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Bon-kar


Bon-kar a tax on forest products levied during pre-British period. The Mughals were particularly conscious of forest development and conservation. Tree felling was then forbidden without corresponding tree-planting. The government collected considerable revenue through a forest tax called bankar. From rennell’s atlas, the main forest lines in Mughal Bengal can be traced. There were three distinct forest lines until the end of the eighteenth century. The first was the Bengal-end of the central Indian forest line ending in Burdwan, Birbhum, Bishnupur and Midnapore. The second forest line was the extension of the Himalayan foot-hills forest (murang) to north-east Bengal which finally merged with the forests of the Garo and Jaintia hills. The chain included the great Baikanthapur forest on the Tista-Mahananda basin and the madhupur forest range from pabna to sylhet via Atia Pargana of Mymensingh.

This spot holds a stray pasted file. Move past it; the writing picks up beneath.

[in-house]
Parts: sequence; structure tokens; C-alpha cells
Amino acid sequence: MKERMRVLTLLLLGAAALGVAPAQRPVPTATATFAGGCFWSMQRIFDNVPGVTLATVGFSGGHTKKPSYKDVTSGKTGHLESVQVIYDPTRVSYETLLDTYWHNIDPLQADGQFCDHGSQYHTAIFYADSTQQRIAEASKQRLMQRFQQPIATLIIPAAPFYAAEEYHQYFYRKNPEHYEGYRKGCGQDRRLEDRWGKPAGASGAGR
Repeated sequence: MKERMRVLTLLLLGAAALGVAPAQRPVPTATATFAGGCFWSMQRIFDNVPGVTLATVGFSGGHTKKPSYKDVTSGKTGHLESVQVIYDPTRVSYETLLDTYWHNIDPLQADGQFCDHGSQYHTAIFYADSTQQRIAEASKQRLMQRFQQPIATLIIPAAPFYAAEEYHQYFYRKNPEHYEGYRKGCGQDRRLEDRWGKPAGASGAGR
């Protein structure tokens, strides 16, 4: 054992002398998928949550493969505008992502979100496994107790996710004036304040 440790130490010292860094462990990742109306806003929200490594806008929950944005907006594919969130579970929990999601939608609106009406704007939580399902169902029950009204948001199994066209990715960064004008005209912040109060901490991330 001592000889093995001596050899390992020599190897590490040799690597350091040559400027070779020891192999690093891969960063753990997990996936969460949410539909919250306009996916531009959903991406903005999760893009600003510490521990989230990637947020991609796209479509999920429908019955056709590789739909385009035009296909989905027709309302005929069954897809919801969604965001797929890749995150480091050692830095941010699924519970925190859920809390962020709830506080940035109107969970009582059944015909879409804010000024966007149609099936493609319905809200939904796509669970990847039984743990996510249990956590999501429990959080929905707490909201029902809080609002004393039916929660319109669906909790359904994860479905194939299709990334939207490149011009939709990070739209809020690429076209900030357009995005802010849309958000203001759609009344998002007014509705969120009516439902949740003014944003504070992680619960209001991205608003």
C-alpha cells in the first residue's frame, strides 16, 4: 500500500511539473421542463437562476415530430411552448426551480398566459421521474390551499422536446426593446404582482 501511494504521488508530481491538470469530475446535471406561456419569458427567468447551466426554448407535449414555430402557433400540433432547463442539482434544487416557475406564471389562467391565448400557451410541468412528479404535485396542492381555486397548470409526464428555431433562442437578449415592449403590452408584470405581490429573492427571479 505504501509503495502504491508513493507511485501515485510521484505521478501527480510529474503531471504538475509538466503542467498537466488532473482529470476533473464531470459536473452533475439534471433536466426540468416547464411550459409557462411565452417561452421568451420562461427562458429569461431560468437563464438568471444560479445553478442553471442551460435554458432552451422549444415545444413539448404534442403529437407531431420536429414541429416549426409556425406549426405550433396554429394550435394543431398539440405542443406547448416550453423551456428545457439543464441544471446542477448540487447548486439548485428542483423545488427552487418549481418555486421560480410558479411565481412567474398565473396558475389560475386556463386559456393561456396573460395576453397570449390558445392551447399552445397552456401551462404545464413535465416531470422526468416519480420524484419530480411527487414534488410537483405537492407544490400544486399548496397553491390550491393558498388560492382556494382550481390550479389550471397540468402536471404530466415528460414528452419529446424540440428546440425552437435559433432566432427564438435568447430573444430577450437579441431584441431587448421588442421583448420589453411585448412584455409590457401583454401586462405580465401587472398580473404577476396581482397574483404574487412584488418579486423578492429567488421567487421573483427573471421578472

The biggest and the most formidable forest line was that of the coastal forests called the sundarbans range. It extended from the chittagong coastline on the east to the Midnapur coastline on the west. The inland extension of the forest from the coastline ranged from 20 to 150 kilometres. These forests were good sources of revenue for the Mughal government. Forest trees were the most important source of energy then. Materials for housing and agricultural implements were also derived from forests. handicrafts, plough-share, irrigation tools, materials for bridges and culverts, for flood control, for rice husking, loom, and oil-press - all came from forests. They also supplied timber for making boats, the greatest means of transport in this riverine country. In addition, forests produced fruits, herbs, roots, honey, important oil bearing stuff, spices and different dyes. Bhoga-kapas, a kind of tree cotton, was produced in forests. The Birbhum and Sylhet forests produced tasar silk, shellac and gum. Wax and honey were other important forest resources. On all these resources taxes were imposed at varying rates, all collectively known as bankar. [Sirajul Islam]